I am happiest in the kitchen when the farmer’s market is up and running from mid-November to mid-April. I love waking up early on the weekends and going to the market to pick out fresh, organic produce directly from the farmers. I love grabbing a coffee and a sandwich (or pastry) and sitting in the warm Dubai-winter sun. What I love the most is having delicious, fresh produce to cook with—it’s a welcome change from a lot of the limp supermarket offerings during the summer. Here’s what I do to get ready so that I ca ... Read More
farmer's market prep
        

BITS & PIECES | 13.07.15

I thought I’d ease back into blogging with a quick Bits & Pieces post to give you a glimpse of what I’ve been up to this past week. Those of you who follow me on Instagram know that I’m in Italy for the summer, which has been unbelievably hot so far. This past week has been slightly less eventful than most; all my friends who were visiting have left, and I’ve been settling back into a more leisurely routine and catching up on work. Here are snapshots of happy moments from the past few days. {si ... Read More
spaghetti al pomodoro - bits and pieces
        

MY COPENHAGEN FOOD GUIDE – MARCH 2015

Grey skies, old brick buildings, bicycles whizzing past you, and the smell of warm cinnamon rolls wafting through the air as you approach a giant golden pretzel suspended almost mid-air—a symbol that tells you there’s a bakery right underneath. Copenhagen, you stole my heart. Two months ago I traveled to Copenhagen for the first time. It was my stop-over choice on a more adventurous trip to Iceland. I’d always wanted to go to Denmark, largely because of Noma*, but also because I’d heard and read things about the ... Read More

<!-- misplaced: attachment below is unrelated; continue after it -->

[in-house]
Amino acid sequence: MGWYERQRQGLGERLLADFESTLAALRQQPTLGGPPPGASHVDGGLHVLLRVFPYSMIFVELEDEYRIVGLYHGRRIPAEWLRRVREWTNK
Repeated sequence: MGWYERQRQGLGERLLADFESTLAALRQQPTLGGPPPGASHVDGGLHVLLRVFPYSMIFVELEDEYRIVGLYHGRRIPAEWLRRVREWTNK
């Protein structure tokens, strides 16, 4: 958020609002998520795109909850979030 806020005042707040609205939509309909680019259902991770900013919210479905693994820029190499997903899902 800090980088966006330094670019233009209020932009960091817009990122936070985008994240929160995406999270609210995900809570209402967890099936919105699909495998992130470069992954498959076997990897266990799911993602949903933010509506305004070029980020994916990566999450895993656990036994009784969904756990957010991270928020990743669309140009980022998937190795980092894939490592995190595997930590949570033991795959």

Copenhagen
        

BEETROOT HUMMUS + ZA’ATAR PITA CHIPS

  I really wanted to have an awesome little anecdote for you today, but I don’t. I was going to start this post by telling you about the weather (getting warmer), and how amazing the farmer’s market is right now (so, so great), but you’ve heard all of that before, and I resort to small-talk when writing my posts far too often. So today I’ll just offer up a recipe for this slightly smoky jewel-toned beetroot hummus and tell you a tiny but about why you should go make it now. Here goes:   This beetroot hummu ... Read More
beetroot hummus-2
        
1 2 3 4 5 ... 24 »